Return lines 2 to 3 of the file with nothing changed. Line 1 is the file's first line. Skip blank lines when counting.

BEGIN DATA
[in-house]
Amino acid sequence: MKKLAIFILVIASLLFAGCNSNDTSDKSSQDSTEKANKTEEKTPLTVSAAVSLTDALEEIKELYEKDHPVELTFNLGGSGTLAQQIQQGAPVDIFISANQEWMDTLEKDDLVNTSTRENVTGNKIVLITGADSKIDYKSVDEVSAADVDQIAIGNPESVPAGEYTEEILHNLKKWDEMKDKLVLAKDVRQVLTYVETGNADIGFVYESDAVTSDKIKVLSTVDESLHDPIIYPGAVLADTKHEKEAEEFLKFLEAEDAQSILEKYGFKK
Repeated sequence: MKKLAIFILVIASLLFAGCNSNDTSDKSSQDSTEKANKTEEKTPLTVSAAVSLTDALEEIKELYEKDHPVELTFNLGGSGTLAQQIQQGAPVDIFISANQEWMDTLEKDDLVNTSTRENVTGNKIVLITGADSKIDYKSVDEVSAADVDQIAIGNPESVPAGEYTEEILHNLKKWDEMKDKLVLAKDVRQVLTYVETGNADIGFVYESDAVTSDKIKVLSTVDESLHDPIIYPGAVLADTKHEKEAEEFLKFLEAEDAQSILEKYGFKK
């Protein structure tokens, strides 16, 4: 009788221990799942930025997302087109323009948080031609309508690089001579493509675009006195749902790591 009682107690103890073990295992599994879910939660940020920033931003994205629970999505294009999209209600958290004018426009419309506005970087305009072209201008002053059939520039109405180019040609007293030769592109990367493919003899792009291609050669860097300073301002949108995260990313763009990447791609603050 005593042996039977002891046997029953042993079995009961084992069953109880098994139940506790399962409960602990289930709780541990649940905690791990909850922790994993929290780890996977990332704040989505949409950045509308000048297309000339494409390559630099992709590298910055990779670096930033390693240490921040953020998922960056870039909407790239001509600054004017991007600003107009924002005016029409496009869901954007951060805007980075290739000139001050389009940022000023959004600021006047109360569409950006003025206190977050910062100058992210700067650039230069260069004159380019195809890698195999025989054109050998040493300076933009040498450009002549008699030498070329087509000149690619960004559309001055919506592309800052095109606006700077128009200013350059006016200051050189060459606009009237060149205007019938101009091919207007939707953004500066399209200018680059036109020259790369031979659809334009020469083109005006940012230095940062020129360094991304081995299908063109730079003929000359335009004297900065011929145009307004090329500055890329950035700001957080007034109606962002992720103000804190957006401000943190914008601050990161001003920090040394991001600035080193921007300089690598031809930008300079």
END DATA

Amino acid sequence: MKKLAIFILVIASLLFAGCNSNDTSDKSSQDSTEKANKTEEKTPLTVSAAVSLTDALEEIKELYEKDHPVELTFNLGGSGTLAQQIQQGAPVDIFISANQEWMDTLEKDDLVNTSTRENVTGNKIVLITGADSKIDYKSVDEVSAADVDQIAIGNPESVPAGEYTEEILHNLKKWDEMKDKLVLAKDVRQVLTYVETGNADIGFVYESDAVTSDKIKVLSTVDESLHDPIIYPGAVLADTKHEKEAEEFLKFLEAEDAQSILEKYGFKK
Repeated sequence: MKKLAIFILVIASLLFAGCNSNDTSDKSSQDSTEKANKTEEKTPLTVSAAVSLTDALEEIKELYEKDHPVELTFNLGGSGTLAQQIQQGAPVDIFISANQEWMDTLEKDDLVNTSTRENVTGNKIVLITGADSKIDYKSVDEVSAADVDQIAIGNPESVPAGEYTEEILHNLKKWDEMKDKLVLAKDVRQVLTYVETGNADIGFVYESDAVTSDKIKVLSTVDESLHDPIIYPGAVLADTKHEKEAEEFLKFLEAEDAQSILEKYGFKK